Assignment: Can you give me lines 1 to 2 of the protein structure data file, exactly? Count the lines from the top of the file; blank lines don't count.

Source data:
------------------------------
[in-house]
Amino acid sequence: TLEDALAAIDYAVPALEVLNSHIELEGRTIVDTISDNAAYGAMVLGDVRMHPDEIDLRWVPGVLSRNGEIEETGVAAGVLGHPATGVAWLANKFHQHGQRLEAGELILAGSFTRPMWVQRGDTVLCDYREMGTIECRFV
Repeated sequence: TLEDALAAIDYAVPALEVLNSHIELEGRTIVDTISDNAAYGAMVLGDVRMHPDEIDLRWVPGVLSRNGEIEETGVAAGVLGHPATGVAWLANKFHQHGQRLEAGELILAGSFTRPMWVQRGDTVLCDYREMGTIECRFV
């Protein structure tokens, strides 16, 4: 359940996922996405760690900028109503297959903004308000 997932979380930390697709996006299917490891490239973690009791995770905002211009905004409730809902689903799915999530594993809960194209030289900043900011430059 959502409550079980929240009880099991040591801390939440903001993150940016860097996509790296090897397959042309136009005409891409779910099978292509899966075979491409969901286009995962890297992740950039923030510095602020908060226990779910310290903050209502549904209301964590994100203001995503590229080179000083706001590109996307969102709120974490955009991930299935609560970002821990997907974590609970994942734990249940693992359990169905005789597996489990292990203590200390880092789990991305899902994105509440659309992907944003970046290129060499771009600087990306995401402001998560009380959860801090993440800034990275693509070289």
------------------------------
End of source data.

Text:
[in-house]
Amino acid sequence: TLEDALAAIDYAVPALEVLNSHIELEGRTIVDTISDNAAYGAMVLGDVRMHPDEIDLRWVPGVLSRNGEIEETGVAAGVLGHPATGVAWLANKFHQHGQRLEAGELILAGSFTRPMWVQRGDTVLCDYREMGTIECRFV